Fresh flight to Swiss franc as Europe’s bond strains return
The Swiss franc has surged to an all-time high against the euro on capital flight from the eurozone after Irish, Greek, and Portuguese bonds came under renewed fire.
By Ambrose Evans-Pritchard
Yields on 10-year Swiss bonds fell to 1.02pc as investors flocked into the ultimate safe-haven asset, now outperforming gold.
No country in the developed world apart form Japan has ever seen 10-year yields drop below 1pc. Rates remained significantly higher during the two great depressions of the 1870s and the 1930s.
Within the eurozone investors turned to German Bunds, pushing yields to an historical low of 2.11pc. The search for safety seems driven by swirling mix of fears over a double-dip recession in the US, austerity overkill across the West, and sovereign debt worries on the eurozone periphery.
The Swiss National Bank appears to have abandoned efforts to halt the appreciation of the `Swissie’ after losing 14bn francs (£9bn) over the first half of the year in a failed effort to stop money flooding into the country, some of it coming from German citizens in Bavaria opening precautionary accounts.
The franc punched through €1.30 on news that Standard & Poor’s had downgraded Ireland to AA-. The rating agency cited concerns that the bank rescue costs may ultimately balloon to €50bn, against government estimates of nearer €25bn. S&P said the public debt would rise to 113pc of GDP if the bail-out fund is included on budget books.
Effects of the downgrade ricocheted through the bonds markets of weaker economies. Spreads on Greek bonds rose 40 basis points to 927, higher than before the EU’s €110bn rescue.
Hans Redeker, currency chief at BNP Paribas, said flows into Swiss franc have been early warning signal at each stage of Europe’s debt crisis and should be watched closely. “We may be seeing a rerun of what happened in May,” he said.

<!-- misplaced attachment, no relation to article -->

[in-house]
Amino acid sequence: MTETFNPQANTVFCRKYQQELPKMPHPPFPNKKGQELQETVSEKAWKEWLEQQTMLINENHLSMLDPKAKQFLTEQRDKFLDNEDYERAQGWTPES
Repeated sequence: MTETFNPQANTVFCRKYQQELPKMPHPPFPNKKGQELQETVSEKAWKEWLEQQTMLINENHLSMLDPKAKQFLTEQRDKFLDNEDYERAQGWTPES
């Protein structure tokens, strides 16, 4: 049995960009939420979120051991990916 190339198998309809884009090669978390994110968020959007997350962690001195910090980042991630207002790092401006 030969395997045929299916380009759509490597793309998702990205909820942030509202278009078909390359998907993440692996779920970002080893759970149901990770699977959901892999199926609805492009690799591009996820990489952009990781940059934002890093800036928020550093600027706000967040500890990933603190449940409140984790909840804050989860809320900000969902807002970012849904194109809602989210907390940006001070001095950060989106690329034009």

Phil Jordan from Monument Securites said that even Britain was emerging as a sanctuary as yields fall to a fresh low of 2.84pc, though in this case the money is rotating away from the US. “Clients are selling US Treasuries to buy Gilts. The US economic data has been so bad investors are looking for other safe havens,” he said.
Morgan Stanley said investors are taking a risk buying sovereign bonds at this level, arguing that debt-to-GDP ratios in the developed world greatly understate the true liabilities and aging costs that threat public finances. “It’s not whether governments will default, but how, and vis-a-vis whom,” said Arnaud Mares in a client report.
There have been plenty of episodes in history where governments use “financial repression” to wriggle out of debts, including Franklin Roosevelt’s revocation of gold clauses in US bond contracts in 1934, and Chancellor Hugh Dalton’s perpetual debt issue at an artificially-low 2.5pc in 1946.
As a rule of thumb, countries with a high stock debt opt for stealth inflation, while those facing a financing crunch rewrite the contracts.
Mr Mares said most Western states are in “deep negative equity” and cannot hope to pay their debts. Bondholders have so far been “fully sheltered from loss” through the crisis but this is politically untenable. The rest of society will not suffer austerity for ever to pay the coupons.
The next phase of the crisis will see revenge by all those who have already taken a big hit, or expect to do so: whether under water on their mortgages, unemployed, dependent on health support, or state employees. Democracy will have its way.